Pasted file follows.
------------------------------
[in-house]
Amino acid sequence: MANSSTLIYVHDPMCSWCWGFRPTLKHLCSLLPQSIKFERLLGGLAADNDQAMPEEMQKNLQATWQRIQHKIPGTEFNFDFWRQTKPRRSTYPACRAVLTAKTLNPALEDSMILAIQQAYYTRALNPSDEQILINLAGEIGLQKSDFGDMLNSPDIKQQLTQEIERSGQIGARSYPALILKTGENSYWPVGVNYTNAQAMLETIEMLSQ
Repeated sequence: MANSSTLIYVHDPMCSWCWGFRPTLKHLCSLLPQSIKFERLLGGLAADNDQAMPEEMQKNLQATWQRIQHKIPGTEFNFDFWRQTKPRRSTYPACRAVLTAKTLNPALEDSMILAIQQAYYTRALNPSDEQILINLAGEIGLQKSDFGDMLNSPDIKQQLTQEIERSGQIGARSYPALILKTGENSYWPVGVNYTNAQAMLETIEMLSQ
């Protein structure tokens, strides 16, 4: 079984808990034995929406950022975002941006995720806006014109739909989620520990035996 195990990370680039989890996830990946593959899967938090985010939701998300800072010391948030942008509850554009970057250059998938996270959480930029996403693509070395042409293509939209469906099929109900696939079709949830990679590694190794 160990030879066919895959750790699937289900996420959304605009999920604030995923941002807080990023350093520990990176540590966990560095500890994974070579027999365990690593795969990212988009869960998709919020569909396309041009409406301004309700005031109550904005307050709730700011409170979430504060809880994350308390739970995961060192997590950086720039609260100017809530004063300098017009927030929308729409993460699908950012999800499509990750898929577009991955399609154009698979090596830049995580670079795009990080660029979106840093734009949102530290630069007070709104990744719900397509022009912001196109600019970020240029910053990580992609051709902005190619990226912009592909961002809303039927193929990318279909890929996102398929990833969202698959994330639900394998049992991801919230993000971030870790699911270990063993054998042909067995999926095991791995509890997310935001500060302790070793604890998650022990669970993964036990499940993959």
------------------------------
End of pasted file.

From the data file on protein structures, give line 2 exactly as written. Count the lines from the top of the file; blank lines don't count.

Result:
Amino acid sequence: MANSSTLIYVHDPMCSWCWGFRPTLKHLCSLLPQSIKFERLLGGLAADNDQAMPEEMQKNLQATWQRIQHKIPGTEFNFDFWRQTKPRRSTYPACRAVLTAKTLNPALEDSMILAIQQAYYTRALNPSDEQILINLAGEIGLQKSDFGDMLNSPDIKQQLTQEIERSGQIGARSYPALILKTGENSYWPVGVNYTNAQAMLETIEMLSQ